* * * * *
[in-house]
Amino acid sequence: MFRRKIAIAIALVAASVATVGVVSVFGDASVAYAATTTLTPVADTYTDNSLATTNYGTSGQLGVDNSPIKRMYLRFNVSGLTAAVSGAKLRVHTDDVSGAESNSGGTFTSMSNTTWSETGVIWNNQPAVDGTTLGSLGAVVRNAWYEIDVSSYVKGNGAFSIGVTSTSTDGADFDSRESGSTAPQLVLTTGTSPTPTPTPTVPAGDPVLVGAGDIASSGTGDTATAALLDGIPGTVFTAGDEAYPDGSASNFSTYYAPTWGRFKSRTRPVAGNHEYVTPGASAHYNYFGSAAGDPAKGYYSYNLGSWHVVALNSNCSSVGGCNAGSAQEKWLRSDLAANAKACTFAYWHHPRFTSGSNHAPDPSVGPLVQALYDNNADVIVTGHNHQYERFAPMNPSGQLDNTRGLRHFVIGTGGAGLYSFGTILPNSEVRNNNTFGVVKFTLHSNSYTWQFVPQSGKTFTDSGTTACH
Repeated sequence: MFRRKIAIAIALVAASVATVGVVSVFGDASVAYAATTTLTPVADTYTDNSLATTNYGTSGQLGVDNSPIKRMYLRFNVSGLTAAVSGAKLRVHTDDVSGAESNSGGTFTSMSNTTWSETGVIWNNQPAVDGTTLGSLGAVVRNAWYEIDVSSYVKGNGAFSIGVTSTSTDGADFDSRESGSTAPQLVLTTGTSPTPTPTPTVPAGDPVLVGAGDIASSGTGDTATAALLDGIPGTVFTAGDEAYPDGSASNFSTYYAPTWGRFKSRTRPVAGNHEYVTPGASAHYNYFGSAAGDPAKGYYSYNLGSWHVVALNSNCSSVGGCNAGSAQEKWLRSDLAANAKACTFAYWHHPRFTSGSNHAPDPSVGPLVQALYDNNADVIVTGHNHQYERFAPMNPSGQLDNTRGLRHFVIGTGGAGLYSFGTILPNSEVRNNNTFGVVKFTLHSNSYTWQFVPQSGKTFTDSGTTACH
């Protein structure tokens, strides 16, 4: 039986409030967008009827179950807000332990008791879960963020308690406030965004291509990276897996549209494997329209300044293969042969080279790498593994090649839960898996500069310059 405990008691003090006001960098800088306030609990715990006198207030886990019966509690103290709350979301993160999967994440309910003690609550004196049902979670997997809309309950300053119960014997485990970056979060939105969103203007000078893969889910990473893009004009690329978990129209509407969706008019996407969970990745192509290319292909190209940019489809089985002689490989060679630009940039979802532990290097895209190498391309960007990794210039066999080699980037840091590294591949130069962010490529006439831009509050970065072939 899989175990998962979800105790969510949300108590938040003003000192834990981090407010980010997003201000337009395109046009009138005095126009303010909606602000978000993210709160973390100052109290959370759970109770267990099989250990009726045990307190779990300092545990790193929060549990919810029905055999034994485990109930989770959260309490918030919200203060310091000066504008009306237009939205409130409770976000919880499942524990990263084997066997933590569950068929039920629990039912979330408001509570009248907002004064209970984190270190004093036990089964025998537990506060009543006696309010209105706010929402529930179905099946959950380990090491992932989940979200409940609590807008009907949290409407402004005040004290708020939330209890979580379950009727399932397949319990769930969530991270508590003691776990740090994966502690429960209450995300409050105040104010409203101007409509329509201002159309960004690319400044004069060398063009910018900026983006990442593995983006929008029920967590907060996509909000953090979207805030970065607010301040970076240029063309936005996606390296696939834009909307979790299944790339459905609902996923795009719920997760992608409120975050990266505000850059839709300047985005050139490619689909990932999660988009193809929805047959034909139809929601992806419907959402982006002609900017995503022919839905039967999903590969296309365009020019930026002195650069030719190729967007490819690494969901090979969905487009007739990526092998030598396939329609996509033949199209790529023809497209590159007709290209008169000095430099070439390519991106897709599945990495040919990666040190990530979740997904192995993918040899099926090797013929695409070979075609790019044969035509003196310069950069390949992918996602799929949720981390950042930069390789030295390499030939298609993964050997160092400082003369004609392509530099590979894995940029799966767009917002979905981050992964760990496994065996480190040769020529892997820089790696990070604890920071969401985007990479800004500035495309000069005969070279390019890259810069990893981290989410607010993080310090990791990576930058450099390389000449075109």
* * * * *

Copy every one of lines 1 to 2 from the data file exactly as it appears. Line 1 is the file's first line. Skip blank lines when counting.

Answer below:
[in-house]
Amino acid sequence: MFRRKIAIAIALVAASVATVGVVSVFGDASVAYAATTTLTPVADTYTDNSLATTNYGTSGQLGVDNSPIKRMYLRFNVSGLTAAVSGAKLRVHTDDVSGAESNSGGTFTSMSNTTWSETGVIWNNQPAVDGTTLGSLGAVVRNAWYEIDVSSYVKGNGAFSIGVTSTSTDGADFDSRESGSTAPQLVLTTGTSPTPTPTPTVPAGDPVLVGAGDIASSGTGDTATAALLDGIPGTVFTAGDEAYPDGSASNFSTYYAPTWGRFKSRTRPVAGNHEYVTPGASAHYNYFGSAAGDPAKGYYSYNLGSWHVVALNSNCSSVGGCNAGSAQEKWLRSDLAANAKACTFAYWHHPRFTSGSNHAPDPSVGPLVQALYDNNADVIVTGHNHQYERFAPMNPSGQLDNTRGLRHFVIGTGGAGLYSFGTILPNSEVRNNNTFGVVKFTLHSNSYTWQFVPQSGKTFTDSGTTACH